To remove the headliner, you first need to remove the sun visors and the
center overhead console (if it has one). The perimeter of the foam backing
is held up by the plastic trim on the pillars and over the doors. This trim
is held in place by pressure clips snapped into the back of the plastic then
pressed into matching holes in the sheet metal. This makes for a tighter,
smoother fit that won't come loose like the old fashioned trim with sheet
metal screws that your old Ford used. The front edge of the backing board
along the windshield is not held in by anything in particular. It is curved
back in a lip for rigidity that may rest in tabs to hold it up, but there is
not any clips or brackets that you can remove.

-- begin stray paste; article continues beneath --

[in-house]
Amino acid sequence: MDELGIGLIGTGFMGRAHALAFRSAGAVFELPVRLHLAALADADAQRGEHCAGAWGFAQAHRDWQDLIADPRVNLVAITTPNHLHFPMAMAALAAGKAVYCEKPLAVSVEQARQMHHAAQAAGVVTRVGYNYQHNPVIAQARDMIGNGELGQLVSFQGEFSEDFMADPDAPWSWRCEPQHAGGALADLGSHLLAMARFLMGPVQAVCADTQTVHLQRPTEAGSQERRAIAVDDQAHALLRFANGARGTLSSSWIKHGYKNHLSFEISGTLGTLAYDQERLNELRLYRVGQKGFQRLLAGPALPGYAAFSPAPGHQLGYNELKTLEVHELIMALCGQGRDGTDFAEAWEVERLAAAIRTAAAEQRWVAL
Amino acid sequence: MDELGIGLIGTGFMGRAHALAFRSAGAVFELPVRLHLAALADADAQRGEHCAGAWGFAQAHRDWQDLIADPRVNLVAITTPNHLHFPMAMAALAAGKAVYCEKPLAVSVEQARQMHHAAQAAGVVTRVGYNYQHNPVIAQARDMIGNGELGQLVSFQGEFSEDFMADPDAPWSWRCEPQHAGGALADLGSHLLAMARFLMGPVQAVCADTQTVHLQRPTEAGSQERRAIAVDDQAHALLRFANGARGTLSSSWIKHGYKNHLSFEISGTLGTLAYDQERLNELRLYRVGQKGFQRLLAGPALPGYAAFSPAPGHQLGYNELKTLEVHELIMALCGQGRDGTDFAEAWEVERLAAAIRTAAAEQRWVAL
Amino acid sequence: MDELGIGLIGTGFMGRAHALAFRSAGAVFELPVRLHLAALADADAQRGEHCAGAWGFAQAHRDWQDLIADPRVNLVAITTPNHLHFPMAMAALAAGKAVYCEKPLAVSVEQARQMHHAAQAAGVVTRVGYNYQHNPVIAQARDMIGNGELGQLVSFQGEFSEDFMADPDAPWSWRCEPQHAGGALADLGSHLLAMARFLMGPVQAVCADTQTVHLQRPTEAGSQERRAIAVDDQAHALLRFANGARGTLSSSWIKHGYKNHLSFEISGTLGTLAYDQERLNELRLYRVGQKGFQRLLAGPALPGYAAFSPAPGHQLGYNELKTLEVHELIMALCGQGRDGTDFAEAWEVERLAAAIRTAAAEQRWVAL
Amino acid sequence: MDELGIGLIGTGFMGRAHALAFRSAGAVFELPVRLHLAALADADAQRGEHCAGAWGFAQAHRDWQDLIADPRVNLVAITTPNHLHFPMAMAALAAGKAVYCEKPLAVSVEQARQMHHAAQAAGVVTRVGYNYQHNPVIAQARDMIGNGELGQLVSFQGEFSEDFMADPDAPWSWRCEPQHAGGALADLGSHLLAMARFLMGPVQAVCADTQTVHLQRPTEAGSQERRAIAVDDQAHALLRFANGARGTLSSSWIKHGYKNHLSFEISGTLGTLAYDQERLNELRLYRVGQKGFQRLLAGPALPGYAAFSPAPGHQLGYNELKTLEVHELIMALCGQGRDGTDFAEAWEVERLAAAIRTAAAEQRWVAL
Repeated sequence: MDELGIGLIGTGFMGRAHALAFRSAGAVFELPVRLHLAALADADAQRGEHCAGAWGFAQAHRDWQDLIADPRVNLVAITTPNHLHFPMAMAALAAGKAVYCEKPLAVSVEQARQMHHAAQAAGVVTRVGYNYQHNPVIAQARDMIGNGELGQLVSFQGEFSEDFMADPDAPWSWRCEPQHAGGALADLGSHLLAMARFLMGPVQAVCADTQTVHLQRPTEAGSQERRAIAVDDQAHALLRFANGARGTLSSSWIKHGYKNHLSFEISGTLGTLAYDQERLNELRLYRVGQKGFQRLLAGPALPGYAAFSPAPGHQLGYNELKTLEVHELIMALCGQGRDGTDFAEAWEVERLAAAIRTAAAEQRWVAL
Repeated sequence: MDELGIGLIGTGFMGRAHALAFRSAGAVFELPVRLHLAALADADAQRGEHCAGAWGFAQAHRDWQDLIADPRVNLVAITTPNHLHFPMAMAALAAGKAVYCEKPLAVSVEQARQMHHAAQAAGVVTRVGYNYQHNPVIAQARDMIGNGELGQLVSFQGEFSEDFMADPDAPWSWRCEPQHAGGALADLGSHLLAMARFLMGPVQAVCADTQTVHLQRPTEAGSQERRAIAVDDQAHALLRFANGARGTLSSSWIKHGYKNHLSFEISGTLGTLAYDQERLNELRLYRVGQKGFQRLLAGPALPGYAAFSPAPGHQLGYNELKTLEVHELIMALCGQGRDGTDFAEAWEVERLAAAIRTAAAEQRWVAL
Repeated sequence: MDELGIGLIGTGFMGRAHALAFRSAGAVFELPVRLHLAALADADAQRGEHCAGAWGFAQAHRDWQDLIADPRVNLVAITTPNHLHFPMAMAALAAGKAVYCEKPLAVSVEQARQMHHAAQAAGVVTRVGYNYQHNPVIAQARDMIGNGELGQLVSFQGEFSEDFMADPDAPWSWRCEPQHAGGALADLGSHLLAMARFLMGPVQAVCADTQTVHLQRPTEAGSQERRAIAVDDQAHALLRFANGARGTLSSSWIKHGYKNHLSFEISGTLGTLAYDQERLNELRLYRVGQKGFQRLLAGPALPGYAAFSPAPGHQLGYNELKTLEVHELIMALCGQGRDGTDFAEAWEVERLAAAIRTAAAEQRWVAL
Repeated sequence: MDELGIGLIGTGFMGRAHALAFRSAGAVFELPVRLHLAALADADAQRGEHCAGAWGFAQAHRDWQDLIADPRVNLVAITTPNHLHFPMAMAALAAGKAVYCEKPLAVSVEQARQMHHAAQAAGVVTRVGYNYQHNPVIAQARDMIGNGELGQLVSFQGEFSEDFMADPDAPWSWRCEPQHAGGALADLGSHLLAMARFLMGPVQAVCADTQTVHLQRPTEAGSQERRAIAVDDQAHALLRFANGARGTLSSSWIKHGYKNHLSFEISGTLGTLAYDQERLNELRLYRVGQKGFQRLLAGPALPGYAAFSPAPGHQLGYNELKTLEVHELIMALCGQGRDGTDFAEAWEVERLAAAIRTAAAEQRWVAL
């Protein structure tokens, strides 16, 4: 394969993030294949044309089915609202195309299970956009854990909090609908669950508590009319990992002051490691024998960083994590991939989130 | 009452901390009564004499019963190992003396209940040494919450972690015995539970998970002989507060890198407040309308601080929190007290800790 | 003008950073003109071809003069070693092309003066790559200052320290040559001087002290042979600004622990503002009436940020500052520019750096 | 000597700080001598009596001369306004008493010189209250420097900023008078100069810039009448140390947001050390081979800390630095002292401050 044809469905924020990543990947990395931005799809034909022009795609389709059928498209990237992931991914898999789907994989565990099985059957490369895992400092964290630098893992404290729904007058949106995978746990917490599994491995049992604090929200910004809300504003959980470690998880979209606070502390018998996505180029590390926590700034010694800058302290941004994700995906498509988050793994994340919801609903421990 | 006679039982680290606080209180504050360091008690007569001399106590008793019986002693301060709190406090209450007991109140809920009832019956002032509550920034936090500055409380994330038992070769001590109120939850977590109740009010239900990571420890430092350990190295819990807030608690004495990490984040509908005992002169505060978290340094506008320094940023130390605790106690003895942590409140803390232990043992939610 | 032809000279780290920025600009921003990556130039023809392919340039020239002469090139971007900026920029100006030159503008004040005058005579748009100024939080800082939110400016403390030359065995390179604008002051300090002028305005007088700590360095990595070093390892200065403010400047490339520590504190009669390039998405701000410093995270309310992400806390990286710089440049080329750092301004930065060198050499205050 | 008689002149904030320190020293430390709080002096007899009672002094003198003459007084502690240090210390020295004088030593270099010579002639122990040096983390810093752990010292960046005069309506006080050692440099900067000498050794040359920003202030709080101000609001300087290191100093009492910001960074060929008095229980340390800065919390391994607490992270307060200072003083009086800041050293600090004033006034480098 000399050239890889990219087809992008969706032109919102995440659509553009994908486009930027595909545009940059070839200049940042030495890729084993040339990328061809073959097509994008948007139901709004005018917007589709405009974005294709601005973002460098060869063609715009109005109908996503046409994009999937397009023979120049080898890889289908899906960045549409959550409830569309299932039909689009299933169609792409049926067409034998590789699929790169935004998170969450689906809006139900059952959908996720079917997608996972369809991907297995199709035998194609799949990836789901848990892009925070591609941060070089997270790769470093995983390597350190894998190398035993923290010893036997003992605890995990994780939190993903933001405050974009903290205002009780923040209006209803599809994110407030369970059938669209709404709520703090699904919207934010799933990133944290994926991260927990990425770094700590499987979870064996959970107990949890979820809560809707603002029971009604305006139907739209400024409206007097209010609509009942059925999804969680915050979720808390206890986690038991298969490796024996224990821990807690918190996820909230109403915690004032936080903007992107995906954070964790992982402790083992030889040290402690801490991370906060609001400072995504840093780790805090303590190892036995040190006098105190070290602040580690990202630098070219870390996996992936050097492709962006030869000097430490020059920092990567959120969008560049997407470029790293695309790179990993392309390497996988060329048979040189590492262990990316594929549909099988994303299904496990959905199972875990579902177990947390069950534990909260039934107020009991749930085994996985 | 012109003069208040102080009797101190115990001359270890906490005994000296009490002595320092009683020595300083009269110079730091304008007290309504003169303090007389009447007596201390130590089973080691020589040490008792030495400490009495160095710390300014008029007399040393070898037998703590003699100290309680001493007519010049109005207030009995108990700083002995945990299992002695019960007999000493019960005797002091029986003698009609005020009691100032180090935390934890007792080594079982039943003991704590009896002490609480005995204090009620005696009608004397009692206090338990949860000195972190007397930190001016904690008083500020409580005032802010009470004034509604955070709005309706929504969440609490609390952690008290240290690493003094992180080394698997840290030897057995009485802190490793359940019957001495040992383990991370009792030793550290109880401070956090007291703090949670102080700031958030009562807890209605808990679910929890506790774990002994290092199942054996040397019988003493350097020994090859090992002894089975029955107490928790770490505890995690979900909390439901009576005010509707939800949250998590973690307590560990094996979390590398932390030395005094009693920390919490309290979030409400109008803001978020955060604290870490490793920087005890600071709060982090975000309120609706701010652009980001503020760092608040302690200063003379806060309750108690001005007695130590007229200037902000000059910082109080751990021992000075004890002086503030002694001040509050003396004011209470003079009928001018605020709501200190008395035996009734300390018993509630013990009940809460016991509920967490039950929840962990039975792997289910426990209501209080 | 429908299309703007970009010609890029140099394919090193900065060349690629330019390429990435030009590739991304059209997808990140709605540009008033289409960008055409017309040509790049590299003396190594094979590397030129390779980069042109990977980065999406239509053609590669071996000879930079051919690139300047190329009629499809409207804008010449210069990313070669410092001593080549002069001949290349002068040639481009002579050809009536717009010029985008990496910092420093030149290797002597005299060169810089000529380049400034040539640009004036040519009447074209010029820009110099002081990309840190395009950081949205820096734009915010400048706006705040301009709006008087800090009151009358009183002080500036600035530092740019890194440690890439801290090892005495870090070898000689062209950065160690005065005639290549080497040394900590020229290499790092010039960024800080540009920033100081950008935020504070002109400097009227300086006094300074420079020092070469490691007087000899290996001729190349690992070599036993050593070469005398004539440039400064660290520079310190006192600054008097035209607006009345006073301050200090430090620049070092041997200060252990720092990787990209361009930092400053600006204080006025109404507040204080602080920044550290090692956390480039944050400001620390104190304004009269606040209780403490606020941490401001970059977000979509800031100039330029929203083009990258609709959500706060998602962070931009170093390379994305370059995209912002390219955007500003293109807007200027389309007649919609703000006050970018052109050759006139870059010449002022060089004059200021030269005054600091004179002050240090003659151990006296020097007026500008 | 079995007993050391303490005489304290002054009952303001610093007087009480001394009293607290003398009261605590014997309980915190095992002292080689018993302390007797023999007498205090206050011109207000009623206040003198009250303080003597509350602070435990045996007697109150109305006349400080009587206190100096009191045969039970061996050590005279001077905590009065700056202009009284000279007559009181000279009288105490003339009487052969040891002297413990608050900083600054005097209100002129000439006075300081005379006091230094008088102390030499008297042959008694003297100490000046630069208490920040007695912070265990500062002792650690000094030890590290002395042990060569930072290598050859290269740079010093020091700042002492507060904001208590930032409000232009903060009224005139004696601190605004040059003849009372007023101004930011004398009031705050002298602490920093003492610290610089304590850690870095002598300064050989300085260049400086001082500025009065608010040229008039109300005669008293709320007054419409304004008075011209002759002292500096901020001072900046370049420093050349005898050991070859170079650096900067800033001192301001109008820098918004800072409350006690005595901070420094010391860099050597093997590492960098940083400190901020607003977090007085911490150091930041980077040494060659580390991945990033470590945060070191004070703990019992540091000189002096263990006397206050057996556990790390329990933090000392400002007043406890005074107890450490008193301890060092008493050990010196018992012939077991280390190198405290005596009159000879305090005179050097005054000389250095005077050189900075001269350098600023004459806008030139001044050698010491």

Be careful when removing the trim panels as the clips are easily broken (but
are fortunately easy to find at almost any auto parts store). The biggest
worry on older, brittle plastic is if you break the slot that the clip fits
into on the back of the plastic panel.
The board is one piece and can be tricky to remove from the cab - be careful
not to bend, crease or break it. If you are going to replace the headliner
fabric, make sure to remove all of the old fabric first and clean the
backing board with a brush. When applying the new headliner, use a spray
adhesive that is specifically designed for headliners and will take a wide
range of temperatures.
FWIW, Chevy gave up using trim held in by sheet metal screws, welded gutters
over the doors, chrome around the windshield seal, wing windows,
glass-in-track recessed side windows, and went to wrap-around doors and
flush-mounted glass back in '88, but Ford kept using all of it up to '96.
Cheers - Jonathan
Motorsforum.com is a website by car enthusiasts for car enthusiasts. It is not affiliated with any of the car or spare part manufacturers or car dealers discussed here.
All logos and trade names are the property of their respective owners.